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Don’t Blame Sugar if Candyland moves Overseas

OK, I realize it’s the Wall Street Journal and not the Main Street Journal. And that the paper’s focus is on Big Business not Family Farms. But the editorialized notion in a recent article that it’s “cheaper sugar” that’s sending “candy makers abroad” is a chocolate-covered absurdity.

When Ronald Reagan was elected president the typical candy bar cost 35-cents and had about 2-cents worth of refined sugar in it. The cost of refined sugar at the time was around 25-cents per pound.

Today, your typical candy bar still has about 2-cents worth of sugar in it and refined sugar still costs around 25-cents per pound.

Yet the cost of that same candy bar is now $1.39.

And we’re supposed to buy the notion that it’s the cost of domestic sugar that’s driving candy makers overseas? Gimme a break.

Even the article itself belies the lie of the story’s proposition. Indeed, Alexandra Wexler notes that one candy company, Jelly Belly, moved operations to Thailand for “access to cheaper sugar, labor and other raw materials.”

Labor. And other raw materials. Not just cheaper sugar. And probably not primarily cheaper sugar.

But the most damning indictment of the premise of the story was this line:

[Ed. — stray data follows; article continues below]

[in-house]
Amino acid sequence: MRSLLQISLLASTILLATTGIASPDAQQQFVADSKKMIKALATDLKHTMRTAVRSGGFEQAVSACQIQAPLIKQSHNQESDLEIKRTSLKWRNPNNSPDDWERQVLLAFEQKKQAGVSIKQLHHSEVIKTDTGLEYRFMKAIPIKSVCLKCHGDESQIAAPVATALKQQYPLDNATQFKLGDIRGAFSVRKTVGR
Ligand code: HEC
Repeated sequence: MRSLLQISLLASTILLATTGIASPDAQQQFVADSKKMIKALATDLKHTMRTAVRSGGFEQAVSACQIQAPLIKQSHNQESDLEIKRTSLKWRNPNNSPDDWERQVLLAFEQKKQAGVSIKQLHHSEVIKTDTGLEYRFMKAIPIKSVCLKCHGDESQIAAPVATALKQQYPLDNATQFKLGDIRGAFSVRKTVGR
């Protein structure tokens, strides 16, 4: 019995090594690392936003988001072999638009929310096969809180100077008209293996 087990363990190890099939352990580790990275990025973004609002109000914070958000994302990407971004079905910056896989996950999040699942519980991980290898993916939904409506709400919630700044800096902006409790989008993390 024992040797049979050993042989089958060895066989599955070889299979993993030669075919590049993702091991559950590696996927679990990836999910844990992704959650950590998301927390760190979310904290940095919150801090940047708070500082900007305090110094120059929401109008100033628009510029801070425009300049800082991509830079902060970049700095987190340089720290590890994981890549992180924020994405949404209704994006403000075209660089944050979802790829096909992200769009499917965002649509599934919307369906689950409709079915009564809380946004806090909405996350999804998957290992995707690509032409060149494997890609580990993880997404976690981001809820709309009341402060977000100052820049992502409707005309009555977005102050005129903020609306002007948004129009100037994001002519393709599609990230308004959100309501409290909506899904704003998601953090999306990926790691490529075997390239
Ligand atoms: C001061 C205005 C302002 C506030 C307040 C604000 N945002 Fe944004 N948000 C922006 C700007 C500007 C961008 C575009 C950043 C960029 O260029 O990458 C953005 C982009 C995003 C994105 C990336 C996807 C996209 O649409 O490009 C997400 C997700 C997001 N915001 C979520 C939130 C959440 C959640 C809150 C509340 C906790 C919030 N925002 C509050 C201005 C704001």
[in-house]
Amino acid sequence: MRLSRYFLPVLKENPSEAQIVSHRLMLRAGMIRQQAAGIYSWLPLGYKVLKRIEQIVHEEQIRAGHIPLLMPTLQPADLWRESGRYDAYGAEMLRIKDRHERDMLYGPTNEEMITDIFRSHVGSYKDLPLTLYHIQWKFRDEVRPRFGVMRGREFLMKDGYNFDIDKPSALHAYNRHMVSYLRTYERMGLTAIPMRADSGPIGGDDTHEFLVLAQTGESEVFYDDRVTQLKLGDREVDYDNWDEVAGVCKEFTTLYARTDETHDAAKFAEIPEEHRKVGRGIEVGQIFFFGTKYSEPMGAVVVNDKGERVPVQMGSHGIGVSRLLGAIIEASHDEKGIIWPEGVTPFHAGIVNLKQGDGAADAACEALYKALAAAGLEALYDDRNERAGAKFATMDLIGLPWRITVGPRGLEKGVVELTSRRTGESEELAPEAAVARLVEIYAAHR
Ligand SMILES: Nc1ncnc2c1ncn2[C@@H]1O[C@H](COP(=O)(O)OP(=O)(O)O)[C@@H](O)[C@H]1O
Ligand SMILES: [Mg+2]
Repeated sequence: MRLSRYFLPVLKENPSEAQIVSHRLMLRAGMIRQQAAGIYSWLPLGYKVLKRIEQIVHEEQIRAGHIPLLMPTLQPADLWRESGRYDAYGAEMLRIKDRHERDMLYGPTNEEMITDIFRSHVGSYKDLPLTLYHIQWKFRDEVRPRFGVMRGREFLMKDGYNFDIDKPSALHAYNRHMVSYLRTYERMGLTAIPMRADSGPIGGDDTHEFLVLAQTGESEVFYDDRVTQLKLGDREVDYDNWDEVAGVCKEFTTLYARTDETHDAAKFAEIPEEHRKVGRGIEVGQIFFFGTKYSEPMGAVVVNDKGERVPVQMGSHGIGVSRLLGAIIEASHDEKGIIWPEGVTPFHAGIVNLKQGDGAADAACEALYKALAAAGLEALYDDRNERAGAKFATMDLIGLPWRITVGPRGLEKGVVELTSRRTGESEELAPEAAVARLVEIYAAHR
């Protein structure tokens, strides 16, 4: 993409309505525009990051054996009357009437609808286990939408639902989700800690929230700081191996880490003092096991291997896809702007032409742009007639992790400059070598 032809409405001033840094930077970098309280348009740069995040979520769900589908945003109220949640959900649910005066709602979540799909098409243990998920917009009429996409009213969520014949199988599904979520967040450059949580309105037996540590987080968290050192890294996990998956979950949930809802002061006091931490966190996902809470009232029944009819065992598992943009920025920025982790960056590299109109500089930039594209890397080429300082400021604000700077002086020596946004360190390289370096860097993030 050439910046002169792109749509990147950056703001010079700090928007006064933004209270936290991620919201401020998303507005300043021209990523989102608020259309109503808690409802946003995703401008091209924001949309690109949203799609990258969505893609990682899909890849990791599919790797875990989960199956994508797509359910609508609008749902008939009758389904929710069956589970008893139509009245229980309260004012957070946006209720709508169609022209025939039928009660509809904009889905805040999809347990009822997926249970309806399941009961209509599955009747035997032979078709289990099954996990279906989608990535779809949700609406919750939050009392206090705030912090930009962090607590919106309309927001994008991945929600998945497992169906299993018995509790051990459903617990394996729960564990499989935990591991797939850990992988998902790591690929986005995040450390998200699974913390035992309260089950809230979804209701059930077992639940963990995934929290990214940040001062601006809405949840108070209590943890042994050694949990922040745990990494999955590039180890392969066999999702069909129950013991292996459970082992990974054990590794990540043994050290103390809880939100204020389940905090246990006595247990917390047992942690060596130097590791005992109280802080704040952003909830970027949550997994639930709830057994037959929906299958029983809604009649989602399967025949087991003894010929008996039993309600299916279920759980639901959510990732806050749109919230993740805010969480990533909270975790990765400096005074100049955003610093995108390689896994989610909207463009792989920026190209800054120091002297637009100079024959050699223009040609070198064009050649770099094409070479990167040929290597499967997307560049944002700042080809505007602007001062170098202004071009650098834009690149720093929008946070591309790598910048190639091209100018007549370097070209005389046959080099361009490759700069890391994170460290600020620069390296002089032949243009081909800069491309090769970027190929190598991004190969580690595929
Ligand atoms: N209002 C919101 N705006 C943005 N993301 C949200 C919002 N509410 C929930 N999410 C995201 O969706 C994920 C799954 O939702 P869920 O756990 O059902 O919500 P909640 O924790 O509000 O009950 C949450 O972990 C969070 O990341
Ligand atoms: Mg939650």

“Financial pressures have grown because rising costs for labor, utilities, packaging, freight and health care in the U.S. make it impossible to lower candy prices when the cost of sugar drops, some candy makers said.”

Indeed, while sugar makes for a convenient scapegoat, the real villains – since sugar costs about the same as 35 years ago – are huge increases in the costs of labor, utilities, packaging, freight and health care…which is only going to get worse as ObamaCare continues to take root.

Indeed, if candy makers are moving operations overseas, it’s not because of a negligible difference between U.S. and world sugar prices – especially after factoring in shipping and refining costs for imported raw sugar – but the massive difference in the cost of – repeat after me – labor, utilities, packaging, freight and health care.

If you really want to keep domestic manufacturing here in the United States – not just for candy makers, but all manner of products – the solution is to give manufacturers some relief in the areas of – hello? – labor, utilities, packaging, freight and health care, not destroy the domestic sugar producing industry.